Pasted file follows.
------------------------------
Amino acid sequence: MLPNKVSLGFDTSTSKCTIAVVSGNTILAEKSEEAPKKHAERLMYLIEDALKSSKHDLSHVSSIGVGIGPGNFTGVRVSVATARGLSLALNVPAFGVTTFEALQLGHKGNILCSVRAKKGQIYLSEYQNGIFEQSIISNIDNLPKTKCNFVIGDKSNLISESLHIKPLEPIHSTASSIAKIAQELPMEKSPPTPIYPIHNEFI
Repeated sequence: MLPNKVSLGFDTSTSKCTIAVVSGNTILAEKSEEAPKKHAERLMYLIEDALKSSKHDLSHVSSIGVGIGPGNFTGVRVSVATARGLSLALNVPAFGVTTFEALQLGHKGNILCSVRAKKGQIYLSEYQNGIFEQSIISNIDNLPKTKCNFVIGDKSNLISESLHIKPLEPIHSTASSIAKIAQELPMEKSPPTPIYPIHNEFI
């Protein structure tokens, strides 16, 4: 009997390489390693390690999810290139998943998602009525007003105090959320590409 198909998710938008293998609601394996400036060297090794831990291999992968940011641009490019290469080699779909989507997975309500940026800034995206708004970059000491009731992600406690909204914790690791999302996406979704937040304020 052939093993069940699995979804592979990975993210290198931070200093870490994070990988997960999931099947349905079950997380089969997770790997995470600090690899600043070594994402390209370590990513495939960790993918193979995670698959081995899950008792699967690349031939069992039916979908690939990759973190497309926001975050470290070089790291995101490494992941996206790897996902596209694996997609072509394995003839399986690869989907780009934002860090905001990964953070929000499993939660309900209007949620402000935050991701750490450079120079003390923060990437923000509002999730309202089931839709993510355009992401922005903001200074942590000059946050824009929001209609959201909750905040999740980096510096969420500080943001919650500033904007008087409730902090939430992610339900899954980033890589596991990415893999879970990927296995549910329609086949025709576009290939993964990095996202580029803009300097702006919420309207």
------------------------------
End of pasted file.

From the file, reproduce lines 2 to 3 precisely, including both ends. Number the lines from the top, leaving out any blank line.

Repeated sequence: MLPNKVSLGFDTSTSKCTIAVVSGNTILAEKSEEAPKKHAERLMYLIEDALKSSKHDLSHVSSIGVGIGPGNFTGVRVSVATARGLSLALNVPAFGVTTFEALQLGHKGNILCSVRAKKGQIYLSEYQNGIFEQSIISNIDNLPKTKCNFVIGDKSNLISESLHIKPLEPIHSTASSIAKIAQELPMEKSPPTPIYPIHNEFI
């Protein structure tokens, strides 16, 4: 009997390489390693390690999810290139998943998602009525007003105090959320590409 198909998710938008293998609601394996400036060297090794831990291999992968940011641009490019290469080699779909989507997975309500940026800034995206708004970059000491009731992600406690909204914790690791999302996406979704937040304020 052939093993069940699995979804592979990975993210290198931070200093870490994070990988997960999931099947349905079950997380089969997770790997995470600090690899600043070594994402390209370590990513495939960790993918193979995670698959081995899950008792699967690349031939069992039916979908690939990759973190497309926001975050470290070089790291995101490494992941996206790897996902596209694996997609072509394995003839399986690869989907780009934002860090905001990964953070929000499993939660309900209007949620402000935050991701750490450079120079003390923060990437923000509002999730309202089931839709993510355009992401922005903001200074942590000059946050824009929001209609959201909750905040999740980096510096969420500080943001919650500033904007008087409730902090939430992610339900899954980033890589596991990415893999879970990927296995549910329609086949025709576009290939993964990095996202580029803009300097702006919420309207």